|9. August 2016
Tense atmosphere before elections on Thursday
Across much of Zambia, a tense atmosphere prevails ahead of the country’s fifth elections in ten years. The ruling Patriotic Front (PF) – in power for only one term – has pulled out all the stops, covering the country’s biggest cities with enormous billboards and handing out countless branded t-shirts, caps, fedora hats and hooded jumpers.
Youths dressed in ruling party regalia lounge on street corners in Lusaka, and in some areas of the capital, fights between supporters of different parties have erupted – presaging the closely-fought electoral contest to be held on 11 August. In this historically peaceful nation, concerns are being raised repeatedly about the potential for election-related violence as the campaigns ramp up their rhetoric to drive up voter turnout.
Although there are nine candidates standing in the presidential race, this is really a competition between two juggernauts – the ruling Patriotic Front (PF), led by President Edgar Lungu; and the recently-ascendant United Party for National Development (UPND) and its candidate Hakainde Hichilema.
These two figures faced off in January 2015’s presidential by-election, which was triggered by the death of President Michael Sata. In that contest, the ruling party won by a wafer-thin margin of 27,000 votes. This Thursday’s vote looks like it could be just as close.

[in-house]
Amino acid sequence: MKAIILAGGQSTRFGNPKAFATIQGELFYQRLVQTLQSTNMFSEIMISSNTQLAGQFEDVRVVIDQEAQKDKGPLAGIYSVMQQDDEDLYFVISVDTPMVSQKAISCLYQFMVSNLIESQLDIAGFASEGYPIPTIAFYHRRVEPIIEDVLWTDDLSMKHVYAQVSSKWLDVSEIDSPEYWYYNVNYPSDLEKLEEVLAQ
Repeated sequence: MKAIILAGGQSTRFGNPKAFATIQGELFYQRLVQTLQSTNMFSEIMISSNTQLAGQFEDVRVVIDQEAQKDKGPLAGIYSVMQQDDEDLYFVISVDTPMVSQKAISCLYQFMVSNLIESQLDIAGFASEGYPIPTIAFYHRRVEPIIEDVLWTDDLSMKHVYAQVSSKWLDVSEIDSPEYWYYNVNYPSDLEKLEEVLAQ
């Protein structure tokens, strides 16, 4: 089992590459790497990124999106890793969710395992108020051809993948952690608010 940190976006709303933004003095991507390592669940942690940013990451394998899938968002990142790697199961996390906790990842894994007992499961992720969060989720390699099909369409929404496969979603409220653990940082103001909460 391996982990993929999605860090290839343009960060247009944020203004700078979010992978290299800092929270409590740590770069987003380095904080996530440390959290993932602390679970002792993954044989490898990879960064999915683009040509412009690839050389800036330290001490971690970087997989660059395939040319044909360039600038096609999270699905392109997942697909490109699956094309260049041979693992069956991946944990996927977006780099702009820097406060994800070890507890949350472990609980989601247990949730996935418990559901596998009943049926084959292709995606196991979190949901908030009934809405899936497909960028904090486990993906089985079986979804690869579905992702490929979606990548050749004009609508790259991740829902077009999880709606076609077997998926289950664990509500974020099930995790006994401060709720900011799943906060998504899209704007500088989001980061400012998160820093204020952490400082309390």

The results of the election 18 months ago followed a clear regional pattern. Northern Zambia largely voted for the ruling PF (albeit in relatively low numbers), while the South came out strongly to vote for the UPND. But these trends may not hold to the same degree this time around. While the South and West are likely to vote overwhelmingly for the UPND, the PF’s support in the North is no longer so assured.
In 2011, the PF came to power under President Sata, a populist Bemba-speaking leader who hailed from the North but who was able to galvanise the urban poor and capitalise on anti-government sentiment. By contrast, Lungu hails from the East, but is widely seen as an urbanite who cut his teeth in Lusaka.
In order to shore up support in the East in 2015, Lungu relied heavily on the backing of former president Rupiah Banda of the Movement for Multiparty Democracy (MMD). But in 2016, Banda has been much less visible on the PF campaign trail, up until the final week. The PF has also recruited MMD’s Felix Mutati to campaign in the North and East, but it is unclear how much support the former ruling party will be able to muster.
In what many analysts see as a strategic gaffe, Lungu also chose a Westerner – 77-year-old Vice President Inonge Wina – as his running mate in 2016, leaving its traditional Northern Bemba-speaking constituency without a champion in the party’s upper echelons.
For its part, the UPND has worked hard to challenge the suggestion that they can only attract votes in the South and has stacked its line-up with prominent Northerners including: former PF Defence Minister Geoffrey Bwalya Mwamba (popularly known as GBM), Mutale Nalumango, Patrick Mucheleka, MMD’s Nevers Mumba, and Sata’s son and nephew Mulenga Sata and Miles Sampa.
The UPND has also attracted key former political heavyweights such as: former PF Acting President Guy Scott; his wife Charlotte Scott, who is running for the Lusaka Central parliamentary seat; and former MMD First Lady Maureen Mwanawasa, who has her sights set on the position of Lusaka Mayor.